How Michael Taylor Compares to His Contemporaries

In the past 30 days, Michael Taylor — the current National, not the former Athletic — has hit four home runs and stolen six bases to go with seven runs and 16 RBI. Mike Podhorzer tabbed Taylor as a sleeper in March. In the post, he notes his own projections largely validated Steamer’s and ZiPS’ projections for Taylor, although his anticipated better than 10-homer power across 600 plate appearances.

Now at 10 homers and 14 steals through 345 plate appearances, Taylor seeks to make all his projections look silly. His counting stats currently pace out to 17 home runs, 24 stolen bases, 54 runs and 80 RBI for a full season.

At 24 years old, Taylor appears poised to contribute legitimately to fantasy teams not only now (considering the possibility Denard Span does not return this season) but also for years to come. Indeed, his tools inspired a bold prediction on his behalf, of which he fell short but for which he kindly did not embarrass the author.

Amid my lauding of his past 30 days, however, I deliberately omitted an important detail: Taylor is batting .214 with a sub-.250 on-base percentage (OBP) thanks to strikeout and walk rates of 33.0 and 2.9 percent. Despite his toolsiness, both present and past — in 2014, he hit 23 homers and stole 37 bases, mostly at AA — it’s evident why Taylor doesn’t have garner prospect coverage the way George Springer and Joc Pederson once did.

To attest: Kiley McDaniel pegs Taylor for a future value (FV) of 50, aka an average regular starter, despite four tools grading out above average to plus. I can’t speak for McDaniel, but I think I can say, with a fair degree of confidence, that Taylor’s future value is more a testament to his volatility than his ceiling. In other words, he’s not locked into a 50-grade FV; he’s simply equally likely to be a boom or a bust, and the probabilities of each are quite high.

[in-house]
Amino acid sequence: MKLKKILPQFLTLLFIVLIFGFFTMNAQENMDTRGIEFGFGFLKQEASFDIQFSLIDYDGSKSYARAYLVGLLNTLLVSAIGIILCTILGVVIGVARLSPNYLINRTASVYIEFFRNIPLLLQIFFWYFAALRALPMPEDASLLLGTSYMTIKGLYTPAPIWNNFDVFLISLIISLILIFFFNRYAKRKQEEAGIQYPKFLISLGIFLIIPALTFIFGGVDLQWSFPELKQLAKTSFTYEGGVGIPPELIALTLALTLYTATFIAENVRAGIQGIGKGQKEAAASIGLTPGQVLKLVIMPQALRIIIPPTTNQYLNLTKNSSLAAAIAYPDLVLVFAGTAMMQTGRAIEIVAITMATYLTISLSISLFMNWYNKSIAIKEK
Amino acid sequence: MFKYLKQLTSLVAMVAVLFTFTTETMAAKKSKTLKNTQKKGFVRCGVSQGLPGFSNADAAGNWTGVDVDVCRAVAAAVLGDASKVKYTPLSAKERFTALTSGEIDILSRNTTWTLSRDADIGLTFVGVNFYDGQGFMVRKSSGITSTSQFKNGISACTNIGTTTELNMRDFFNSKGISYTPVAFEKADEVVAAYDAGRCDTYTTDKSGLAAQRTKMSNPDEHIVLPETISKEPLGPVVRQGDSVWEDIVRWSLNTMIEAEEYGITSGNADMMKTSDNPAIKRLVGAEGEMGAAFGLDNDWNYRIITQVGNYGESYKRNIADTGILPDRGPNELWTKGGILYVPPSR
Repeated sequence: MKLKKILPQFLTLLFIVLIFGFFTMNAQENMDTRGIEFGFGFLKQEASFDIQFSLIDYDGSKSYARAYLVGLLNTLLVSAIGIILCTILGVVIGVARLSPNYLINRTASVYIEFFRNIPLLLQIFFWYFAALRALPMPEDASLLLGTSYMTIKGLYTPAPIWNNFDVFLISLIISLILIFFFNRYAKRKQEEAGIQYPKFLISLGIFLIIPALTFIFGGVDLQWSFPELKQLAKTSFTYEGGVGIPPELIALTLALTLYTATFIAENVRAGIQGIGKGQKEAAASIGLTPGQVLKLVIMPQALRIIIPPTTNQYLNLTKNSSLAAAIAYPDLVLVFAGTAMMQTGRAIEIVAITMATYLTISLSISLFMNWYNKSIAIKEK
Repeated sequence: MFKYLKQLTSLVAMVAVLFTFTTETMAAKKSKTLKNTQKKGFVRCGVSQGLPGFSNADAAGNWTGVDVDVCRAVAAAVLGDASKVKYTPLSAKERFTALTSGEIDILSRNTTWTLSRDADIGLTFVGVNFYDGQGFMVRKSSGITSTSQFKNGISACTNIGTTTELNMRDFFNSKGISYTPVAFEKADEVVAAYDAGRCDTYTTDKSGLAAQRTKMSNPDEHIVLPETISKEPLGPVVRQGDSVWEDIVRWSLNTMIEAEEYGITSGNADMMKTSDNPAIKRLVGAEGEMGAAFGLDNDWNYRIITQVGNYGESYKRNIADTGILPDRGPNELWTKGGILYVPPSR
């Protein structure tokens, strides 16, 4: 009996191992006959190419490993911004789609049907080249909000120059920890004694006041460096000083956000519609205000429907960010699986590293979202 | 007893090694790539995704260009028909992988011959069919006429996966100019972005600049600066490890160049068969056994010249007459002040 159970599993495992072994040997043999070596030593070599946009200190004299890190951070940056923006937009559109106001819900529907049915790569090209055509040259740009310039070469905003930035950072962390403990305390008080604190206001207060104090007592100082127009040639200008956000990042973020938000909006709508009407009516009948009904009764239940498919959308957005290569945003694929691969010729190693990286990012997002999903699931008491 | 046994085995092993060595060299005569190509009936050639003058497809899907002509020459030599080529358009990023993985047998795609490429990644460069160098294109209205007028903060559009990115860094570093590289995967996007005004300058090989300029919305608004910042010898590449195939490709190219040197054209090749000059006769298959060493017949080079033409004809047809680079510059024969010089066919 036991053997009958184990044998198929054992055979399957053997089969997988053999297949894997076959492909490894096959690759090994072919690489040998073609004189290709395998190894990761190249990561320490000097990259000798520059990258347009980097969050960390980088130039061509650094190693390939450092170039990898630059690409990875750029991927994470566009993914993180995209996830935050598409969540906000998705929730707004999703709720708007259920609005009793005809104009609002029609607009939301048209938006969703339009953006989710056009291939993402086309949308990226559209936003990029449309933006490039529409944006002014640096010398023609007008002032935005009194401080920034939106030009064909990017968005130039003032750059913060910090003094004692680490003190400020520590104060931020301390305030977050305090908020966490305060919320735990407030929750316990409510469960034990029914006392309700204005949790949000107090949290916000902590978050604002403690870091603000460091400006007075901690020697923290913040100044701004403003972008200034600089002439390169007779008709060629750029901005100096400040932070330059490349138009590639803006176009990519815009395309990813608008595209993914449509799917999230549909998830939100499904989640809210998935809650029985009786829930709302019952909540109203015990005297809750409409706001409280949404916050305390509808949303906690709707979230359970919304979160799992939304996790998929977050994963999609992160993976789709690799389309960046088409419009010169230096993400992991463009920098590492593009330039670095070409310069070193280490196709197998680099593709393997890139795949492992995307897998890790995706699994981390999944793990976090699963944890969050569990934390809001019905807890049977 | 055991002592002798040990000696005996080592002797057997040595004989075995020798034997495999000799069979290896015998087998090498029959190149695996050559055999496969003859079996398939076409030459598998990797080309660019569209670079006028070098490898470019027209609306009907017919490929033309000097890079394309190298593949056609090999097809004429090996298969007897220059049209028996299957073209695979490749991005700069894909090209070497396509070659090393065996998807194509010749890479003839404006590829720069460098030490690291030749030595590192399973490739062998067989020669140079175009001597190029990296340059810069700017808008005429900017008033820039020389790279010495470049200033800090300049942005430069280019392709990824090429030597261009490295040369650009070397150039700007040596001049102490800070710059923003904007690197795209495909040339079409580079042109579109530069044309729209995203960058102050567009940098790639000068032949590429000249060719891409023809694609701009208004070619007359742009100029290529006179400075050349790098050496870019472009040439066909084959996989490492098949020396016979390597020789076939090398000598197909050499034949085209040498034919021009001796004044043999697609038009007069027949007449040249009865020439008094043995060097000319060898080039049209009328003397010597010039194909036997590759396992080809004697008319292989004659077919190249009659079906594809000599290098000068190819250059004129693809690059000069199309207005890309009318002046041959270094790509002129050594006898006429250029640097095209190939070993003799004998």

Ultimately, Taylor’s success will depend on how much his batting eye improves. Thus, the projection systems’ underestimations of Taylor combined with his limited track record make predicting his future difficult. It would be easy to say “he’ll hit 15 home runs, steal 25 bases and hit .230,” but I want to take a different, less rigorous approach. I identified some contemporary high-power, high-speed, low-contact players who compare adequately by recent Minor League seasons. I hope to develop an unsophisticated notion of what one could expect from Taylor moving forward.

Taylor v. Pederson

Taylor isn’t cut from quite the same cloth as the National League Rookie of the Year candidate. The obvious difference: Pederson walks a lot, and it crucially boosts his on-base percentage (OBP). However, after a torrid start to the season, Pederson has revealed his humanity, striking out in almost 30 percent of his plate appearances en route to a .222 batting average.

Given their similar strikeout tendencies, it may be unwise to expect much more from Taylor in the short run. However, Taylor’s speed and line drive tendencies could loft his batting average on balls in play (BABIP) enough to keep his average from slipping into Mario Mendoza territory.

I want to praise Taylor for stealing more bases (37 to Pederson’s 30) across fewer plate appearances with greater success (80.4 percent to Pederson’s 69.7) in the Minors in 2014. But with Pederson essentially abandoning his run game this year, the two don’t compare suitably in this regard.

It’s worth noting that McDaniel grades out Taylor’s raw power, both now and in the future, identically to Pederson’s (plus, or 60 PV/FV). Pederson currently caters his swing to power production, and his batted ball profile supports it. Taylor, on the other hand, isn’t quite there yet, with fly ball and hard-hit rates each about 10 percentage points lower than Pederson’s. Still, should Taylor tap into the raw power McDaniel sees in the way Pederson has this season, Taylor could conceivably be 2016’s Joc.

Taylor v. Springer

George Springer is definitively better than Taylor — let’s not make that mistake — the reasons for which really boils down to only one: his power. It’s absurd. However, the rest of Springer’s and Taylor’s games, from the stolen base frequency to plate discipline, were nearly identical in their breakout campaigns. Springer edged him slightly in each of the aforementioned categories, but Taylor put up a good fight. (A caveat: Springer spent much more time at AAA in 2013 than Taylor did in 2014, so their are issues with quality of opposition.)